Once again it’s been an absurdly long time since I’ve posted and I have a long list of excuses to match. The weather here in London has been (seriously!) fantastic, I’ve been slaving away on my dissertation, oh and I have a badass new circuit-based workout which is making my abs unbelievably sore.
Plus, there have been tons of news stories recently, which have powerfully cemented my disillusionment. But I won’t go into these now.
Instead, I have an announcement to make.
Dear Internet, I am officially announcing on your pages the fact that this 28th of September I will be married. I could write a book about what this means to a highly cynical feminist who never expected or thought she would ever want to get married. I’m not even going to discuss this either, because frankly, I don’t know that it’s any of your business at this point.
Instead, what I would like to ponder publicly is a continuation of an earlier post I made. The previous was a list of ways to survive a lifestyle that takes you far away from many of the people you love. This one will address the same theme, but in a different way.
The day of my wedding will be a joyous celebration spent with a lot of amazing people. But not all of my family, or my closest friends will be able to make it all the way to Rome for the occasion. This won’t be the first important moment of my life that I’ve spent far away from many of my loved ones. Since I made the decision to uproot my life from the US to Europe, this became a constant reality of my existence. My 21st birthday is one of the most memorable. I had a wonderful time with a lot of good friends, but I definitely missed all my craziest American buddies who would have bought me shot after shot to celebrate my state of legal-ity.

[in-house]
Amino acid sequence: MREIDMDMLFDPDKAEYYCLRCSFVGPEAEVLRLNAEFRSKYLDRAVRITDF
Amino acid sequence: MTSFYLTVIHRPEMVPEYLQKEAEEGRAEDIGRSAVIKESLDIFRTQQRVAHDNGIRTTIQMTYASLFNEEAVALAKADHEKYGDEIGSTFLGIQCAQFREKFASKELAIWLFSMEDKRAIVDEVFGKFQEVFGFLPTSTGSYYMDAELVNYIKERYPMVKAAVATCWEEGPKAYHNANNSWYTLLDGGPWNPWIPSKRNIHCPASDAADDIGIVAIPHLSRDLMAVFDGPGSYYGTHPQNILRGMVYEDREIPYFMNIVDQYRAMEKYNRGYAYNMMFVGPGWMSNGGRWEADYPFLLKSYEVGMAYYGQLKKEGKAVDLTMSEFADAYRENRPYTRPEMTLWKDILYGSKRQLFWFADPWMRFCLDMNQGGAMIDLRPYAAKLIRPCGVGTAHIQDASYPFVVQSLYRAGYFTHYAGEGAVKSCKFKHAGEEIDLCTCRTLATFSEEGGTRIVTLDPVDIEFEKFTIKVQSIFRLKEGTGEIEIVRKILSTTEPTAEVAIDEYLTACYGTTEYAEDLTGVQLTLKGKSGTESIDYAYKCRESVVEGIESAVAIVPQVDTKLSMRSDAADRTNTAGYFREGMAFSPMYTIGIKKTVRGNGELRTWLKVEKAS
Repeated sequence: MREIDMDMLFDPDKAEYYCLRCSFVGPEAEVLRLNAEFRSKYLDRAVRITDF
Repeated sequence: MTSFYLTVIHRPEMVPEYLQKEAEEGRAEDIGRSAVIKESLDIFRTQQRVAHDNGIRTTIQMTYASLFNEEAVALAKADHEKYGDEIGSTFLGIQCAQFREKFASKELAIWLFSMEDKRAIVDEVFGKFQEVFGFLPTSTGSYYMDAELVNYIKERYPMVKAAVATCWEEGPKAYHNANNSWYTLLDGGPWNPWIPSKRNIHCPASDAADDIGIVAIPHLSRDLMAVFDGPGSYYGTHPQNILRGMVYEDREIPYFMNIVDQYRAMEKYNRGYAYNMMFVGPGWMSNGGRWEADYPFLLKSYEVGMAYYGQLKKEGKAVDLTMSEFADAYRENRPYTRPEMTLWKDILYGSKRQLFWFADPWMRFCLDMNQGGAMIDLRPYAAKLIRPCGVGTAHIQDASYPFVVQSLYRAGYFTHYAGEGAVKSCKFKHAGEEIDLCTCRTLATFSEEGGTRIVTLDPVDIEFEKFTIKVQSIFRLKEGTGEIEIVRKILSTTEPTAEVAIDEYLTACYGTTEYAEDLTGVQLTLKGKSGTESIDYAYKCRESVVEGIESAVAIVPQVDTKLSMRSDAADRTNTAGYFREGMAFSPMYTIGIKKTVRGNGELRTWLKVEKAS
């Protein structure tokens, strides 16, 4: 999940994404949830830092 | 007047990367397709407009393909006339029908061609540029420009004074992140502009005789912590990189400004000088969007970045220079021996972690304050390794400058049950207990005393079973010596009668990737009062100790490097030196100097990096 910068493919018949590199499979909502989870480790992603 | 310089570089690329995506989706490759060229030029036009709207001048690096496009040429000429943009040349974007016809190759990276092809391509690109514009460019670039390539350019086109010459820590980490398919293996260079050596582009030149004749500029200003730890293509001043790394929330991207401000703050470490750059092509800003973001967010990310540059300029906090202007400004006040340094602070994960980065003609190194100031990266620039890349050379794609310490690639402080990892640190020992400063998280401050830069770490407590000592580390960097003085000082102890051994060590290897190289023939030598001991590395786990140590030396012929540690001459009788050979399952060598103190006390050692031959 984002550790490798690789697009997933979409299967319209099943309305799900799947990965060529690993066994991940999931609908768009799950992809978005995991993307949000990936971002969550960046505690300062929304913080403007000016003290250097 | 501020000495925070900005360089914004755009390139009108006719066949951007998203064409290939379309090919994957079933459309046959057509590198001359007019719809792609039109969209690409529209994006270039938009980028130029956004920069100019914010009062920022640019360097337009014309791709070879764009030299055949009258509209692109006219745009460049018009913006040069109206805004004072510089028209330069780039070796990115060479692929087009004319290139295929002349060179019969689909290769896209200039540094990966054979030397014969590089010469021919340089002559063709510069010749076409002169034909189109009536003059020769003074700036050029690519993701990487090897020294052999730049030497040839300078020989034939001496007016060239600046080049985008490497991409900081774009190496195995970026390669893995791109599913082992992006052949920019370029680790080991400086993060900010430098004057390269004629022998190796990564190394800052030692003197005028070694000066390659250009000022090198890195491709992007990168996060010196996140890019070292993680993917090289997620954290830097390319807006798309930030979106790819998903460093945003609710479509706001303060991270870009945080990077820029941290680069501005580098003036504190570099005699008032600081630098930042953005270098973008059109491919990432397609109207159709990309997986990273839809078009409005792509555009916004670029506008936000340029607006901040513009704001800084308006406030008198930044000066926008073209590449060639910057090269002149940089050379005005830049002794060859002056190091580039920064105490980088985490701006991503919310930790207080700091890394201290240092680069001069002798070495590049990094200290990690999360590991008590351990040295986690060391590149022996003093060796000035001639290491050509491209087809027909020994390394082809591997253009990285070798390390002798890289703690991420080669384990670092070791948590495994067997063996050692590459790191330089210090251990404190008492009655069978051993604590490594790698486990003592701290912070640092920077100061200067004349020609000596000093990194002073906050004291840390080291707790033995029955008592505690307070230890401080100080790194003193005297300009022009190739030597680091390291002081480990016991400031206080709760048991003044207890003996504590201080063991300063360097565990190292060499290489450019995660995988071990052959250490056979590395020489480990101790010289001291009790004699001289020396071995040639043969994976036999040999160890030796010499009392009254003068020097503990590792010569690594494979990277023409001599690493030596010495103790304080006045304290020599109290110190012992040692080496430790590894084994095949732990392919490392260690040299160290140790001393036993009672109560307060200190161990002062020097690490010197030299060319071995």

Enough rumination…here’s my advice if that is indeed what you are seeking.
As with all homesickness and nostalgia, dealing with these moments in life requires that you appreciate what you have. And I have a wonderful diverse clan of friends who may not have known me long but have been my family since I left Portage, Michigan behind. And while I will certainly be missing my little brother and my cast of heavily drinking American friends, I have a whole new group of friends who will be headbanging at my reception with me, and I will also be lucky enough to share the celebration with my parents and grandmother.
Plus, appreciating what you have requires appreciating those who can’t be there with you. I think this is one of the most important parts of being a perpetual wanderer, learning to maintain relationships with people you may rarely get to see, people who miss your special occasions, while you miss theirs. And at the end of the day, while those special occasions are certainly important, and can be the opportunity for fantastic parties, we should always remember to appreciate the simplest of moments, whether it be a roadtrip to buy fireworks that are banned in your state, a really great concert, or just a night filled with beer and great conversation.